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The Mammoths Victorious at the Battle of Waterloo - 87%

bayern, March 8th, 2018

Only that this battle has nothing to do with heavy metal… I don’t know, maybe the guys had released some other demo in the mid-80’s, or even earlier, that justifies the description here. Cause that one here shows them as true pioneers bringing the technical thrash/death hybrid on European soil, even before the latter had been fully shaped on the other side of the Atlantic, predating the works of Sadus, the Chileans Torturer, and their compatriots Assesor.

One has to overcome the really muddy sound quality before getting absorbed in the music the title-track a complex multi-layered shredder which gradually picks up speed, the not very rehearsed shouty vocals starkly contrasting with the much more stylish musical delivery which is surprisingly accomplished for this early stage with harmonious, logical switches between tempos and time-signatures, something which even Hellwitch and Atheist hadn’t mastered that well at the time. “Znicenz Svgt” introduces a more melodic, but equally as stylish approach with infectious melodic hooks duelling with spastic technical riffage the ensuing “tussle” having a strange surreal aura with superb lead pyrotechnics adding more to the exuberant nature of this grand opus.

“Hrobe” is a short hyper-active explosion of intricate guitar fireworks, a charming chaotic shredder which is the total opposite to “Rvacka v Hospode”, a much more disciplined all-instrumental piece with numerous nuances embedded on top of truly inspired fretwork. “Zmetek” is a more restrained mid-pacer, but the guitarists shine all over with dazzling melodic hooks flying from all sides, the lead guitar one beating the Shrapnel performers with some of the finest exploits to ever come out of the small republic. “Obgd” is an encompassing 8-min progressive saga the guys stirring a violent chaotic melee, sheer early death metal madness, initially before “the carnage” gets more organized with more structured riff layers and more frequent melodic “excursions”. Ironically, “Death” is the less death metal-fixated number being a more orthodox, albeit hyper-active speed/thrasher ala Rigor Mortis and Holy Terror.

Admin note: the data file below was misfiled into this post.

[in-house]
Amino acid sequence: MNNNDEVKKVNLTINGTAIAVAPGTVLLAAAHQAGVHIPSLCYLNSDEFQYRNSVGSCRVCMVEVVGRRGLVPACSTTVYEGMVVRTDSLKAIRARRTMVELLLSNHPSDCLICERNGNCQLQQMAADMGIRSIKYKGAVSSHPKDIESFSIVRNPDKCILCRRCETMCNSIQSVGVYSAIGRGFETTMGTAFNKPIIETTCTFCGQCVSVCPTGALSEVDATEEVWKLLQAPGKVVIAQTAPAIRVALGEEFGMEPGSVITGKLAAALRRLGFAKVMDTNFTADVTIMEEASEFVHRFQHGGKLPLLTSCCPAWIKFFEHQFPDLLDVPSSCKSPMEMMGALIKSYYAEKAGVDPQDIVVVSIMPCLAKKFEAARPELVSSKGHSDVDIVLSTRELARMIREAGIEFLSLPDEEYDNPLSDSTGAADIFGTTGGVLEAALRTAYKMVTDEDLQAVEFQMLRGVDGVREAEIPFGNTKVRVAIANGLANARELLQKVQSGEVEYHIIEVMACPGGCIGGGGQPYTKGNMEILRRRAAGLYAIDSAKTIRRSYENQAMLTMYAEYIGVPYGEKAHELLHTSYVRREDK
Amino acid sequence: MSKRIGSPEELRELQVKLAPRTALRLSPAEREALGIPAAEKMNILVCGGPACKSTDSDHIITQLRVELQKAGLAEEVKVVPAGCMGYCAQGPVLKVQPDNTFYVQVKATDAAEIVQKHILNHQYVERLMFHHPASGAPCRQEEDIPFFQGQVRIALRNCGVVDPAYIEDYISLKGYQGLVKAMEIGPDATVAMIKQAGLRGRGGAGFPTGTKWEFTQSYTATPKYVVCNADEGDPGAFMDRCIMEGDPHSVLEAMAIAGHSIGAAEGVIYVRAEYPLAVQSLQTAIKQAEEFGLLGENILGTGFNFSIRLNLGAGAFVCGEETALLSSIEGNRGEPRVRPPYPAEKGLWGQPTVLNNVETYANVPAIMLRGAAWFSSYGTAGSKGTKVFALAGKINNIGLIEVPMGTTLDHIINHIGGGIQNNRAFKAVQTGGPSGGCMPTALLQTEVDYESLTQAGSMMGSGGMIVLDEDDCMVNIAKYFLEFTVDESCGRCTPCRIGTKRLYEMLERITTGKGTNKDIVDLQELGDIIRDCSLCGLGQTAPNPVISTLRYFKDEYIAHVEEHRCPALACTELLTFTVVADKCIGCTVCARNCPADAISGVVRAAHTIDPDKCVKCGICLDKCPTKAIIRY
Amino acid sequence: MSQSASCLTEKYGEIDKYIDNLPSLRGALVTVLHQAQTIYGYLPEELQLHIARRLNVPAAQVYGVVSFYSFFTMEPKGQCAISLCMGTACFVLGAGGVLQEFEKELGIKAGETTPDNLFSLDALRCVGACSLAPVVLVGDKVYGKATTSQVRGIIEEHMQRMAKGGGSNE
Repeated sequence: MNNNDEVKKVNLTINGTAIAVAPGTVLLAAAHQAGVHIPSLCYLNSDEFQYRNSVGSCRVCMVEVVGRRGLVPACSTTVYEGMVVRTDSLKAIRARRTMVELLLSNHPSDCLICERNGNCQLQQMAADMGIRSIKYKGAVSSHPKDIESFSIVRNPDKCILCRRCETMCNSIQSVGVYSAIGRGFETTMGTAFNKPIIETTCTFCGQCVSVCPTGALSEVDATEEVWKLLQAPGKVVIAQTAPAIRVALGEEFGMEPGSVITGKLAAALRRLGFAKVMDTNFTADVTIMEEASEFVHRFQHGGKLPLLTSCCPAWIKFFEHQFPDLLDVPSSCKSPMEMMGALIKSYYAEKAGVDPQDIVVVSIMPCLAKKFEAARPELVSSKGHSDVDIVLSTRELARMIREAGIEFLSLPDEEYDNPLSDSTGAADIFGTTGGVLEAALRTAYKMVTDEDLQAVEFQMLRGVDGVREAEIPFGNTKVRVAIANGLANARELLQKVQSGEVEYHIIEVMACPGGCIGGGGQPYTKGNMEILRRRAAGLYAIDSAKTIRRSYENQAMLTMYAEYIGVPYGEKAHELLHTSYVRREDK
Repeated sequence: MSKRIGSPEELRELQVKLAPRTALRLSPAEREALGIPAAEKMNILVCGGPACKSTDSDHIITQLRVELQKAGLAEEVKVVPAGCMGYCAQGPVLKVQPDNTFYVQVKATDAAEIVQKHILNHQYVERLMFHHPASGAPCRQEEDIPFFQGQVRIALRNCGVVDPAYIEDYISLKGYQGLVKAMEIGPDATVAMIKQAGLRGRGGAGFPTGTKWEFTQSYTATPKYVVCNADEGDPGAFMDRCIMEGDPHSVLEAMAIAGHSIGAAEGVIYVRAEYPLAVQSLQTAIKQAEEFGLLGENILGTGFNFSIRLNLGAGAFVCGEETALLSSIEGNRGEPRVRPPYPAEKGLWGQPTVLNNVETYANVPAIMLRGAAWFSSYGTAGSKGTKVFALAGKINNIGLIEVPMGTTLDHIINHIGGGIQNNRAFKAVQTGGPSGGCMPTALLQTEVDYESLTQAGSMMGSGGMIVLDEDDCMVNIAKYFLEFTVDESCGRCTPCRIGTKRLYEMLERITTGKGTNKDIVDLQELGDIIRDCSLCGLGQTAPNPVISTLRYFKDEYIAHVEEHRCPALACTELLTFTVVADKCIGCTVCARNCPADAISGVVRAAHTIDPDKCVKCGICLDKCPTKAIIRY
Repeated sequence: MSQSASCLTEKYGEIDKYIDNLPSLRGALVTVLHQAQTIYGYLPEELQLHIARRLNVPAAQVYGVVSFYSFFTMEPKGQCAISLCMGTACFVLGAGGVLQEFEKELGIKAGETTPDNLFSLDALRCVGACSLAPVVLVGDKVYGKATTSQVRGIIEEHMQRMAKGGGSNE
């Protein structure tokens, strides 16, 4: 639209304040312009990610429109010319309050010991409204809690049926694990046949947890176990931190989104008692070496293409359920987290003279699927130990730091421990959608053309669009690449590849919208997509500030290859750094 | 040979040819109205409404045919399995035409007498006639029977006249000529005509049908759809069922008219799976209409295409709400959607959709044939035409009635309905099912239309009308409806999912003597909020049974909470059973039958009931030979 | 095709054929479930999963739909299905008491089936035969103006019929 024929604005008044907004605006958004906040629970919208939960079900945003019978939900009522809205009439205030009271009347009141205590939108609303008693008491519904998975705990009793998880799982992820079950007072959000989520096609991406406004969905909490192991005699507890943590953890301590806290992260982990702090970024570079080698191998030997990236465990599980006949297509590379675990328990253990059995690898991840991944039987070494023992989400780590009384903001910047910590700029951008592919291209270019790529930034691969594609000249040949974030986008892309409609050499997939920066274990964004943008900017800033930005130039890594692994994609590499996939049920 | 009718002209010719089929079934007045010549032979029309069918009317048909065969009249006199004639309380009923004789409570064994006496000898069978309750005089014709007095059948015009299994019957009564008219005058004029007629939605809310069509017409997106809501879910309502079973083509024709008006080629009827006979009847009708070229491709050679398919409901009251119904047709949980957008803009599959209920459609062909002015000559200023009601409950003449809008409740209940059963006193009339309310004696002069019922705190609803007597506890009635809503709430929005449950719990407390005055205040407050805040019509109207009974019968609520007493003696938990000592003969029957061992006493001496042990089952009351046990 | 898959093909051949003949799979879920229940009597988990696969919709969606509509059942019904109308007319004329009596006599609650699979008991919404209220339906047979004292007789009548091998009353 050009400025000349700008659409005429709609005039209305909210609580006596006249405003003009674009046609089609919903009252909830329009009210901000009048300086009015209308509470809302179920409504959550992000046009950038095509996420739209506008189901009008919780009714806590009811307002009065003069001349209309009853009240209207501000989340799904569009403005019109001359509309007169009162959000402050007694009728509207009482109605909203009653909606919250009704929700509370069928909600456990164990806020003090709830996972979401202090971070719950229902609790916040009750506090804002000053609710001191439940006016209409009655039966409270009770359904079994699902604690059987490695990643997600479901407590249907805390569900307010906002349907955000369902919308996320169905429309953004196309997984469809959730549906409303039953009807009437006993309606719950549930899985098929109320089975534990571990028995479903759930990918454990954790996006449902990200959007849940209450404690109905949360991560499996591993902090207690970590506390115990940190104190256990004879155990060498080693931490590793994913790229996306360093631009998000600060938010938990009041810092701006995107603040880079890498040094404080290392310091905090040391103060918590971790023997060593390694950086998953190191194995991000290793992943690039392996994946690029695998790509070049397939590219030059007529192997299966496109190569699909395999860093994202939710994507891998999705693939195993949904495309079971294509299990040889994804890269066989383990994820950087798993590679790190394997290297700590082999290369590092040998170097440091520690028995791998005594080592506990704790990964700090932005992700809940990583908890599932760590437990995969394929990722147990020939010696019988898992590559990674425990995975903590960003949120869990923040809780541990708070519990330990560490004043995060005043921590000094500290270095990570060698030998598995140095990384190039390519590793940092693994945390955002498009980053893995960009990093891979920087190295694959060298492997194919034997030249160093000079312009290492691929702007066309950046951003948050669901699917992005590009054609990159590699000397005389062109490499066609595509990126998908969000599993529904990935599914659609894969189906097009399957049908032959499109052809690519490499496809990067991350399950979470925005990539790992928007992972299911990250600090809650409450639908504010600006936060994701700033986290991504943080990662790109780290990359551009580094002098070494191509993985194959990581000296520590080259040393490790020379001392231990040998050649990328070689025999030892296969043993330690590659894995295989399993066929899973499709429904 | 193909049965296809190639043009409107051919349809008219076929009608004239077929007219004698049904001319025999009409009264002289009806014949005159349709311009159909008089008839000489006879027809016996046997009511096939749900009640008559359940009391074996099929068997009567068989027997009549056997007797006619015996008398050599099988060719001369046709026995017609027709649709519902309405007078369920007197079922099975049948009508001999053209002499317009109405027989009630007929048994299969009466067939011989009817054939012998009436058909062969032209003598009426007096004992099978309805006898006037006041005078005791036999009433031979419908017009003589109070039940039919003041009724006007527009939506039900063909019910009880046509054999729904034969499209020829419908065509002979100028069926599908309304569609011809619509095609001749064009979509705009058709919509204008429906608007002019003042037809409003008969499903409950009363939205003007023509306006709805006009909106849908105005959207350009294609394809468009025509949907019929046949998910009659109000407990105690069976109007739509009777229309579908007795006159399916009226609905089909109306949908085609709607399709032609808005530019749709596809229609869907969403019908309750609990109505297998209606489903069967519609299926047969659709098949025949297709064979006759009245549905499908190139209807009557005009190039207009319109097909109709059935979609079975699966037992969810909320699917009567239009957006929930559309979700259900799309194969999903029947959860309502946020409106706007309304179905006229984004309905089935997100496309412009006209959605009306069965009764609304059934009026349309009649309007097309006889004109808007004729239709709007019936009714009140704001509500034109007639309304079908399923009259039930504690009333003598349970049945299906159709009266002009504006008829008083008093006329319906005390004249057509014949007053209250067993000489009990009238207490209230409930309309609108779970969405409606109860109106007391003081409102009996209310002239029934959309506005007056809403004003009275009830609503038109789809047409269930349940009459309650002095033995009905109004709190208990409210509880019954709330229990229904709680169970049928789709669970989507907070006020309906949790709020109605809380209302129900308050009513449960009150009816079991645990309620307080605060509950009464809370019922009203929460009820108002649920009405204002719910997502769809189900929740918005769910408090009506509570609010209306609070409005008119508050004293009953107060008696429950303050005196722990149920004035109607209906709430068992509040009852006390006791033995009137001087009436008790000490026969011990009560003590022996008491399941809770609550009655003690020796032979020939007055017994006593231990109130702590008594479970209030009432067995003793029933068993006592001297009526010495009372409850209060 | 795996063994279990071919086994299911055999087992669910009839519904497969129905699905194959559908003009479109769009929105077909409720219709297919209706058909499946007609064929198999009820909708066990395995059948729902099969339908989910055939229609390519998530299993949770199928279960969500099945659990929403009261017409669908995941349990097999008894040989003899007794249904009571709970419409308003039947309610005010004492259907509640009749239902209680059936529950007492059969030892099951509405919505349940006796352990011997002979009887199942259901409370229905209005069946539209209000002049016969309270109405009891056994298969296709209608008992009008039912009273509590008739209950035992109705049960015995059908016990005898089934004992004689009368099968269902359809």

Another solid proof that all things ground-breaking had their origins in the deep underground, this effort was obviously intended as a vehicle for the guitarists as all the other musicians are mere background providers. Again, it’s admirable to hear all the right ingredients lined-up, the cacophonic violent barrage of Hellwitch, the surgical precision of Atheist, and above all these elusive gorgeous melodic ornaments that were later perfected by Sadus and Torturer again. It lacks coherence here and there with the guys’ beaming enthusiasm presiding over the proceedings at times, but as an early brutal compilation of genuine ideas and dexterous execution it works on all counts.

The axemen certainly got noticed, and one of them (Alex Nejezchleba) was recruited later by none other than Mr. Paul Speckman to participate in both Master and Death Strike. He also helped his brother, the bass player here, with the foundation of the modern thrash outfit Shaark, still operational at present, although both are misused there as the delivery is pretty standard without too many technical pretensions. Well, once you’ve won an epic battle like Waterloo, you don’t need to prove yourself any further, do you?